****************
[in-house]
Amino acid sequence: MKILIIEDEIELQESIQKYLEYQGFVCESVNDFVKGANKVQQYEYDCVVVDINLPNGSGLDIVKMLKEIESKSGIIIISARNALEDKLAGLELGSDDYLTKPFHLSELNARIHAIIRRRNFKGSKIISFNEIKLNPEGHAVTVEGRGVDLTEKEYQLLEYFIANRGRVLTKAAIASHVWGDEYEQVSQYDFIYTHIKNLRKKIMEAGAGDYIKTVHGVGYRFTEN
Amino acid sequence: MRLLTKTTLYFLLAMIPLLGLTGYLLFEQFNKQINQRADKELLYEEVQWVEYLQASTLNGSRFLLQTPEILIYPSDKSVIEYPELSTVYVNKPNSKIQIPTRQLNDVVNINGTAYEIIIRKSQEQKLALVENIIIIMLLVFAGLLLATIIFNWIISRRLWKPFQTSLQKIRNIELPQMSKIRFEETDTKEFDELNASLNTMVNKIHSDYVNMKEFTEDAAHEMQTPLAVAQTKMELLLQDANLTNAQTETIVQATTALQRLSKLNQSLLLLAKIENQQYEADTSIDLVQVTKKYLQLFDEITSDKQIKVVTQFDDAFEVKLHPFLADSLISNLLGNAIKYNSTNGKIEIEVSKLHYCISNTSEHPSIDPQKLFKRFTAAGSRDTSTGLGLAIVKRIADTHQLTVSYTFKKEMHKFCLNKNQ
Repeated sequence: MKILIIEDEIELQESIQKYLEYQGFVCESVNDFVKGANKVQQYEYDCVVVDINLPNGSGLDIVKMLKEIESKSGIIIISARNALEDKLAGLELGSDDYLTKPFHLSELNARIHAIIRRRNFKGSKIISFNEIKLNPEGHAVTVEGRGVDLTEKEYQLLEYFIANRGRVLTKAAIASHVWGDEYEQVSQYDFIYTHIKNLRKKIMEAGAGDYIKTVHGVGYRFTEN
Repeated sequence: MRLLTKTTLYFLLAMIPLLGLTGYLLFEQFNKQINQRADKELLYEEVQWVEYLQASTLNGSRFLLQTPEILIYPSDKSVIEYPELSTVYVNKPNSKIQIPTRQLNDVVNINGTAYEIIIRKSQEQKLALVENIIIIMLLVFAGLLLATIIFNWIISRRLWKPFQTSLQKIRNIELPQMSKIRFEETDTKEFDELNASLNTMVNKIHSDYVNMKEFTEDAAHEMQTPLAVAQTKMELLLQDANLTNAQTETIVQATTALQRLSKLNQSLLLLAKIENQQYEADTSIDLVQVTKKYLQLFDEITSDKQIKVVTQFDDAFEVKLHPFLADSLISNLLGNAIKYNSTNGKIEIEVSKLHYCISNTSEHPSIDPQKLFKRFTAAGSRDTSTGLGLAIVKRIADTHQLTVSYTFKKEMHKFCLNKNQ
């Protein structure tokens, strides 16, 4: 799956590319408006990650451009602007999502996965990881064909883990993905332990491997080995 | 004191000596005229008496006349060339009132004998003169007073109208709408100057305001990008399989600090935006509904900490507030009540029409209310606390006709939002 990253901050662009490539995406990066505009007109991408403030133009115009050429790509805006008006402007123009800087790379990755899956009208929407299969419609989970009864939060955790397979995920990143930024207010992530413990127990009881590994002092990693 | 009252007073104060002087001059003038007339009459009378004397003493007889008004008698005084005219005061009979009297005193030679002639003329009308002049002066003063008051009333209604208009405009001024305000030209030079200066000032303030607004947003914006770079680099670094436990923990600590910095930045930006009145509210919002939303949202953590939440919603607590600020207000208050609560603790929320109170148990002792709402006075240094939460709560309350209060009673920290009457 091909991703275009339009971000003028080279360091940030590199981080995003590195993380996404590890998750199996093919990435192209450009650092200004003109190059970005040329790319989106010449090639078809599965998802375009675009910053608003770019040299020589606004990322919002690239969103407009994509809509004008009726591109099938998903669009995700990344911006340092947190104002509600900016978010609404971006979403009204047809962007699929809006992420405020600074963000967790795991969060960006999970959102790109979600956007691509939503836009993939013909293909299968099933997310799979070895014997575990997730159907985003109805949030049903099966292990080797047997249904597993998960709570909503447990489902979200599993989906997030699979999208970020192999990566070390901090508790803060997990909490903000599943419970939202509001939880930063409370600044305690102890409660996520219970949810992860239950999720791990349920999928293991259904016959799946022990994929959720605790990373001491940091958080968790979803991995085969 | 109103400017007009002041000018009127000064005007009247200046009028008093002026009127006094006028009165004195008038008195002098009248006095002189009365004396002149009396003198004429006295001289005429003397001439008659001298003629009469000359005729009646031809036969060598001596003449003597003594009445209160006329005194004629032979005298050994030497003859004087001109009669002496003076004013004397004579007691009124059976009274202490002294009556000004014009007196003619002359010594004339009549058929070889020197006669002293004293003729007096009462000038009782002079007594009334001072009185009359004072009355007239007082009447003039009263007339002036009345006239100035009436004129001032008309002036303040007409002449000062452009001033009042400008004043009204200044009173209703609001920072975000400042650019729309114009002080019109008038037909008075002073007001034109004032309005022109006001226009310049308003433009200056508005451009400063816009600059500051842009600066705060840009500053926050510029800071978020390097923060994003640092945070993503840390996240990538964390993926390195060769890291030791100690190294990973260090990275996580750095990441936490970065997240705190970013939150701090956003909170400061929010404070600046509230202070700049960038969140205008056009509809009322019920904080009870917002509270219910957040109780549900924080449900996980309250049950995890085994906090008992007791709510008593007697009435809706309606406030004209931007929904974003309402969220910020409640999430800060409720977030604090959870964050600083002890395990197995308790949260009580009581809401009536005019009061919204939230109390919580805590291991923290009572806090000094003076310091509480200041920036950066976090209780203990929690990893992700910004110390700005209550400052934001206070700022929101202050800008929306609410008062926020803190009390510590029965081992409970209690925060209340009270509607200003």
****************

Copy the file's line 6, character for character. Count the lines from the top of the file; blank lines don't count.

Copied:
């Protein structure tokens, strides 16, 4: 799956590319408006990650451009602007999502996965990881064909883990993905332990491997080995 | 004191000596005229008496006349060339009132004998003169007073109208709408100057305001990008399989600090935006509904900490507030009540029409209310606390006709939002 990253901050662009490539995406990066505009007109991408403030133009115009050429790509805006008006402007123009800087790379990755899956009208929407299969419609989970009864939060955790397979995920990143930024207010992530413990127990009881590994002092990693 | 009252007073104060002087001059003038007339009459009378004397003493007889008004008698005084005219005061009979009297005193030679002639003329009308002049002066003063008051009333209604208009405009001024305000030209030079200066000032303030607004947003914006770079680099670094436990923990600590910095930045930006009145509210919002939303949202953590939440919603607590600020207000208050609560603790929320109170148990002792709402006075240094939460709560309350209060009673920290009457 091909991703275009339009971000003028080279360091940030590199981080995003590195993380996404590890998750199996093919990435192209450009650092200004003109190059970005040329790319989106010449090639078809599965998802375009675009910053608003770019040299020589606004990322919002690239969103407009994509809509004008009726591109099938998903669009995700990344911006340092947190104002509600900016978010609404971006979403009204047809962007699929809006992420405020600074963000967790795991969060960006999970959102790109979600956007691509939503836009993939013909293909299968099933997310799979070895014997575990997730159907985003109805949030049903099966292990080797047997249904597993998960709570909503447990489902979200599993989906997030699979999208970020192999990566070390901090508790803060997990909490903000599943419970939202509001939880930063409370600044305690102890409660996520219970949810992860239950999720791990349920999928293991259904016959799946022990994929959720605790990373001491940091958080968790979803991995085969 | 109103400017007009002041000018009127000064005007009247200046009028008093002026009127006094006028009165004195008038008195002098009248006095002189009365004396002149009396003198004429006295001289005429003397001439008659001298003629009469000359005729009646031809036969060598001596003449003597003594009445209160006329005194004629032979005298050994030497003859004087001109009669002496003076004013004397004579007691009124059976009274202490002294009556000004014009007196003619002359010594004339009549058929070889020197006669002293004293003729007096009462000038009782002079007594009334001072009185009359004072009355007239007082009447003039009263007339002036009345006239100035009436004129001032008309002036303040007409002449000062452009001033009042400008004043009204200044009173209703609001920072975000400042650019729309114009002080019109008038037909008075002073007001034109004032309005022109006001226009310049308003433009200056508005451009400063816009600059500051842009600066705060840009500053926050510029800071978020390097923060994003640092945070993503840390996240990538964390993926390195060769890291030791100690190294990973260090990275996580750095990441936490970065997240705190970013939150701090956003909170400061929010404070600046509230202070700049960038969140205008056009509809009322019920904080009870917002509270219910957040109780549900924080449900996980309250049950995890085994906090008992007791709510008593007697009435809706309606406030004209931007929904974003309402969220910020409640999430800060409720977030604090959870964050600083002890395990197995308790949260009580009581809401009536005019009061919204939230109390919580805590291991923290009572806090000094003076310091509480200041920036950066976090209780203990929690990893992700910004110390700005209550400052934001206070700022929101202050800008929306609410008062926020803190009390510590029965081992409970209690925060209340009270509607200003």